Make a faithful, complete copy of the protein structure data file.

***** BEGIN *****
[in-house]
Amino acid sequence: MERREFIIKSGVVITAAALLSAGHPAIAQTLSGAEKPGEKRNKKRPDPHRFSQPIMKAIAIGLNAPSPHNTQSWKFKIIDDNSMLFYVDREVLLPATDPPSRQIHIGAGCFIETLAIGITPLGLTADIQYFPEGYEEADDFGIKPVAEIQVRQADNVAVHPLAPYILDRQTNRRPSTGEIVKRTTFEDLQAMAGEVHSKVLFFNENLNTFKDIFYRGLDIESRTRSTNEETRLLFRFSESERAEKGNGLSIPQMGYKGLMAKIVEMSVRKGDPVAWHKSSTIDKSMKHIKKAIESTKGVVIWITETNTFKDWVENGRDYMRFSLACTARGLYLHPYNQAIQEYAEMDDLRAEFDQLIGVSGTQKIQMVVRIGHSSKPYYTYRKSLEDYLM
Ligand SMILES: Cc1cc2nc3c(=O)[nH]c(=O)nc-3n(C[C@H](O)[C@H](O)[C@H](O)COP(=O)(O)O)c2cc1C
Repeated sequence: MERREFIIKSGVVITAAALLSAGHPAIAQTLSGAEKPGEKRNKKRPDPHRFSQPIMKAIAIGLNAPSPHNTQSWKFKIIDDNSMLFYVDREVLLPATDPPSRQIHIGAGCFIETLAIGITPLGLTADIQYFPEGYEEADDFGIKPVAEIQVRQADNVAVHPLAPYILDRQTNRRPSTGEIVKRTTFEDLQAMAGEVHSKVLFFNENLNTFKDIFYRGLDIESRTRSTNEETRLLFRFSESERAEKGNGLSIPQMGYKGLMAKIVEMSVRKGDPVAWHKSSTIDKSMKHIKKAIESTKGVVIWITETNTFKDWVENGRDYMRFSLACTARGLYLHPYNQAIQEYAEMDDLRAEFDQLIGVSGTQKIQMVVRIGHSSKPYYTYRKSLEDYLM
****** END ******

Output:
[in-house]
Amino acid sequence: MERREFIIKSGVVITAAALLSAGHPAIAQTLSGAEKPGEKRNKKRPDPHRFSQPIMKAIAIGLNAPSPHNTQSWKFKIIDDNSMLFYVDREVLLPATDPPSRQIHIGAGCFIETLAIGITPLGLTADIQYFPEGYEEADDFGIKPVAEIQVRQADNVAVHPLAPYILDRQTNRRPSTGEIVKRTTFEDLQAMAGEVHSKVLFFNENLNTFKDIFYRGLDIESRTRSTNEETRLLFRFSESERAEKGNGLSIPQMGYKGLMAKIVEMSVRKGDPVAWHKSSTIDKSMKHIKKAIESTKGVVIWITETNTFKDWVENGRDYMRFSLACTARGLYLHPYNQAIQEYAEMDDLRAEFDQLIGVSGTQKIQMVVRIGHSSKPYYTYRKSLEDYLM
Ligand SMILES: Cc1cc2nc3c(=O)[nH]c(=O)nc-3n(C[C@H](O)[C@H](O)[C@H](O)COP(=O)(O)O)c2cc1C
Repeated sequence: MERREFIIKSGVVITAAALLSAGHPAIAQTLSGAEKPGEKRNKKRPDPHRFSQPIMKAIAIGLNAPSPHNTQSWKFKIIDDNSMLFYVDREVLLPATDPPSRQIHIGAGCFIETLAIGITPLGLTADIQYFPEGYEEADDFGIKPVAEIQVRQADNVAVHPLAPYILDRQTNRRPSTGEIVKRTTFEDLQAMAGEVHSKVLFFNENLNTFKDIFYRGLDIESRTRSTNEETRLLFRFSESERAEKGNGLSIPQMGYKGLMAKIVEMSVRKGDPVAWHKSSTIDKSMKHIKKAIESTKGVVIWITETNTFKDWVENGRDYMRFSLACTARGLYLHPYNQAIQEYAEMDDLRAEFDQLIGVSGTQKIQMVVRIGHSSKPYYTYRKSLEDYLM